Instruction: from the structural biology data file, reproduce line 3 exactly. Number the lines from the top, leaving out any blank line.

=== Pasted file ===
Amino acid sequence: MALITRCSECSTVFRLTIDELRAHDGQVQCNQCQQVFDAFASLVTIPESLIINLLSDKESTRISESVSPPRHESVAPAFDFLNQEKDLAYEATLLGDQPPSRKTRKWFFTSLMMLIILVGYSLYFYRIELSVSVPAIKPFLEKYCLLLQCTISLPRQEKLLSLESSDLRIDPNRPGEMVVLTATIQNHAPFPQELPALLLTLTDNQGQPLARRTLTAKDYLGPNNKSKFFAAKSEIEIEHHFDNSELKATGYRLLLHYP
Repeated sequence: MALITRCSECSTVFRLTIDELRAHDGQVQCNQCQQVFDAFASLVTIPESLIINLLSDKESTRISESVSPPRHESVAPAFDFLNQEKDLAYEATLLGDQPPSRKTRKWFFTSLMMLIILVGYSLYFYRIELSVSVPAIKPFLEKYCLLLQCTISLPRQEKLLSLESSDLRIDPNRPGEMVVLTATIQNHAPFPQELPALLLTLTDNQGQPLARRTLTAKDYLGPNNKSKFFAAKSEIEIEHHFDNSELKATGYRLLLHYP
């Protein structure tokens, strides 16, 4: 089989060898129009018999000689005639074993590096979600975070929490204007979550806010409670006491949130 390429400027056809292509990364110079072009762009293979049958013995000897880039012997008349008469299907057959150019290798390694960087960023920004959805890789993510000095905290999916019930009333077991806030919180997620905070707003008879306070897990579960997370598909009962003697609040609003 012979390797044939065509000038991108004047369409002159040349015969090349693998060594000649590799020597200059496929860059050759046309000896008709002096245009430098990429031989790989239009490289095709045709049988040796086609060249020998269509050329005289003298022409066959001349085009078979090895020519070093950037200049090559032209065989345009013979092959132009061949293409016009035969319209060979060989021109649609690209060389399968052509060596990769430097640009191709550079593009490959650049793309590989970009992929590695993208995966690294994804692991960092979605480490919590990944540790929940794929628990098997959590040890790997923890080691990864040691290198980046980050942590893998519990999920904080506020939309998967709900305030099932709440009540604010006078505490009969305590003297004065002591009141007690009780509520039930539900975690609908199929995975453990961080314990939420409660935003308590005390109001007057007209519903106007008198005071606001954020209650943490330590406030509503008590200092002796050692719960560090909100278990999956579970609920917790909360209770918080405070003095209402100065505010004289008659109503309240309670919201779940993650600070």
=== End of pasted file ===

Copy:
């Protein structure tokens, strides 16, 4: 089989060898129009018999000689005639074993590096979600975070929490204007979550806010409670006491949130 390429400027056809292509990364110079072009762009293979049958013995000897880039012997008349008469299907057959150019290798390694960087960023920004959805890789993510000095905290999916019930009333077991806030919180997620905070707003008879306070897990579960997370598909009962003697609040609003 012979390797044939065509000038991108004047369409002159040349015969090349693998060594000649590799020597200059496929860059050759046309000896008709002096245009430098990429031989790989239009490289095709045709049988040796086609060249020998269509050329005289003298022409066959001349085009078979090895020519070093950037200049090559032209065989345009013979092959132009061949293409016009035969319209060979060989021109649609690209060389399968052509060596990769430097640009191709550079593009490959650049793309590989970009992929590695993208995966690294994804692991960092979605480490919590990944540790929940794929628990098997959590040890790997923890080691990864040691290198980046980050942590893998519990999920904080506020939309998967709900305030099932709440009540604010006078505490009969305590003297004065002591009141007690009780509520039930539900975690609908199929995975453990961080314990939420409660935003308590005390109001007057007209519903106007008198005071606001954020209650943490330590406030509503008590200092002796050692719960560090909100278990999956579970609920917790909360209770918080405070003095209402100065505010004289008659109503309240309670919201779940993650600070």